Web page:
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The mysterious poisoning of Iran's schoolgirls

More than 1,500 students, mostly girls, have been poisoned in 230 schools since November 2022
Iranian student wearing mask is seen in school [Fatemeh Bahrami - Anadolu Agency]
Iranian student wearing mask is seen in school [Fatemeh Bahrami - Anadolu Agency]

Parents of school age girls are becoming ever more anxious as the cases of poisoning continue. To date, some 1,500 students have been poisoned since the first case was reported in November.

How did it start and where?

The first poisoning cases of schoolgirls were reported on 30 November 2022 at the Qom Girls' Art School (Huneristan-i Qom) in the city of Qom. Eighteen girls were poisoned there.

In the following days, more than 500 students were poisoned in Qom. Ali Purtabatabai, a local journalist in Qom, who reported the incidents was detained by authorities.

As cases continued to rise, Mohammad Hasan Asferi, member of the Iranian Parliament Investigation Commission on Poisoning Cases, announced that more than 1,500 students, mostly girls, have been poisoned in 230 schools across 25 provinces since the first cases were reported.

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What poisons are used and what are their effects?

Initial statements from Iranian authorities suggested that nitrogen and carbon monoxide were found in the samples collected from school, but later they said it was still unclear what kind of poisonous substance was being used.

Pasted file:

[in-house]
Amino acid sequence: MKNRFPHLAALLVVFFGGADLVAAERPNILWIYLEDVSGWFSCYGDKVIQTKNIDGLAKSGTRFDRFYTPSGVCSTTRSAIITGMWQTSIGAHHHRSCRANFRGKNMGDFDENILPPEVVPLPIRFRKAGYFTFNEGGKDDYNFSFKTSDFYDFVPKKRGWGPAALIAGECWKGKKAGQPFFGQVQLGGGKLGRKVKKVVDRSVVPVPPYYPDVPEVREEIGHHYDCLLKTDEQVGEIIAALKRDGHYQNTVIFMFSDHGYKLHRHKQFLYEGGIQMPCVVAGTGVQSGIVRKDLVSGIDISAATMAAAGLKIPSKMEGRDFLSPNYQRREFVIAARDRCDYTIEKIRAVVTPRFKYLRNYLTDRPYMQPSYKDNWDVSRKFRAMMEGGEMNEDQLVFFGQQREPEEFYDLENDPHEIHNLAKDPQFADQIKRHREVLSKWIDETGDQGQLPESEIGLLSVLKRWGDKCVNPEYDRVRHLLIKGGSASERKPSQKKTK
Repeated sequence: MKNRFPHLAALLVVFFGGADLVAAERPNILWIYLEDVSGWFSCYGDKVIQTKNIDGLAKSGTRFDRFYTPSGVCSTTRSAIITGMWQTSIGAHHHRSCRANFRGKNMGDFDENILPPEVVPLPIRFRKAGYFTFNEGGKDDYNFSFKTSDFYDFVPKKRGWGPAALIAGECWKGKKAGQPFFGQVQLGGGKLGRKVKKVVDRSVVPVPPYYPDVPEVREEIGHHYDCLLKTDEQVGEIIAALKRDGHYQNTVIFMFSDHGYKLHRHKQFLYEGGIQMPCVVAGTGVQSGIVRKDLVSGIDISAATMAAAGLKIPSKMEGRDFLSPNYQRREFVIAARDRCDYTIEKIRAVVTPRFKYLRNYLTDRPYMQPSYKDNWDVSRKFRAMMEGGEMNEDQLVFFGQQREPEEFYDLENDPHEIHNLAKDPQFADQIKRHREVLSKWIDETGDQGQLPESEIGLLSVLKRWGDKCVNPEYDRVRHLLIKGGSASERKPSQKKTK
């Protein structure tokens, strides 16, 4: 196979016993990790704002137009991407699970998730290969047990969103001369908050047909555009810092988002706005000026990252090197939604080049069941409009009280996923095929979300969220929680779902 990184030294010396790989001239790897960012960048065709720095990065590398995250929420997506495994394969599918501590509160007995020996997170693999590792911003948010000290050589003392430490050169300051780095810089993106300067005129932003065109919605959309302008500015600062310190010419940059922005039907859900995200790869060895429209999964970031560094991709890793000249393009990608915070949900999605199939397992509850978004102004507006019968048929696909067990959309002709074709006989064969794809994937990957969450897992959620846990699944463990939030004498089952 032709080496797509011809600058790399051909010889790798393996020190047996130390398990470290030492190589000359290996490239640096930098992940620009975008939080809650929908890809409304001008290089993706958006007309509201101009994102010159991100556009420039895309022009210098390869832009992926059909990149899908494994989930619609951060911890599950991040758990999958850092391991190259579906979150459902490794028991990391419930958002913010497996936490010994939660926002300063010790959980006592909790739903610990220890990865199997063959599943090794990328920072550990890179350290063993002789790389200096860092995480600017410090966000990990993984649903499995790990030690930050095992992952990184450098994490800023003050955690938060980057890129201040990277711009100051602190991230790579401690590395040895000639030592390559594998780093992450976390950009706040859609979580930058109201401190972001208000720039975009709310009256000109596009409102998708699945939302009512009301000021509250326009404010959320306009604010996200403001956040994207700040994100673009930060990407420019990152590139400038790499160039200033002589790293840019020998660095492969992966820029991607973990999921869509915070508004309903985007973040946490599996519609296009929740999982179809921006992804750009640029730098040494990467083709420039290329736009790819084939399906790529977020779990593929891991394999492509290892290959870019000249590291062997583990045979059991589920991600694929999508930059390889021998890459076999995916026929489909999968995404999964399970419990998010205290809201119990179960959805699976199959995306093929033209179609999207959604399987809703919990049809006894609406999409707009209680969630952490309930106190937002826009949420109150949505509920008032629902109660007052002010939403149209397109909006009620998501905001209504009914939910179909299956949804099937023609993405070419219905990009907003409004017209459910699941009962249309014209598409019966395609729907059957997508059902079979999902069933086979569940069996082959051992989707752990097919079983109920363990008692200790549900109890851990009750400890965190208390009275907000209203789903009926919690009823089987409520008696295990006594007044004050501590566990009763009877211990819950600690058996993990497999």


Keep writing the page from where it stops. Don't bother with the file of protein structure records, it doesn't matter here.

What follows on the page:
Deputy Minister of Health Said Kerimi shared the preliminary report of the Health Ministry on Monday, it says several types of poisonous gas were used, but the content of the chemicals have not been identified yet.

Who is behind the attacks?

There is no clear information about who is behind the mass poisoning incidents. Sources close to the Tehran administration claim that there are anti-regime elements behind the incidents that aim to incite the people against the administration.

Some conservatives suggested that such attacks could only be orchestrated by students or teachers inside the schools. The Teachers' Union rejected these allegations.

READ: Irans Khamenei calls poisoning of girls unforgivable

While others claim radical groups that are against girls' education could be behind the incidents, alternatively the state may be working to take revenge against those who rose up following the murder in police custody of Mahsa Emini in September.

What was the approach of the Iranian administration?

At first, no statement was made from the higher ranks in the face of the incident. However, the increase in cases in the last week has prompted a response from Tehran.

In a statement on 3 March, Iranian President Ebrahim Raisi blamed "enemies of Iran" for the poisoning of schoolgirls. While Supreme Leader Ali Khamenei said the perpetrators would be punished "in the most severe way."

READ: More schoolgirls hospitalised in Iran after suspected poisoning

The views expressed in this article belong to the author and do not necessarily reflect the editorial policy of Middle East Monitor.

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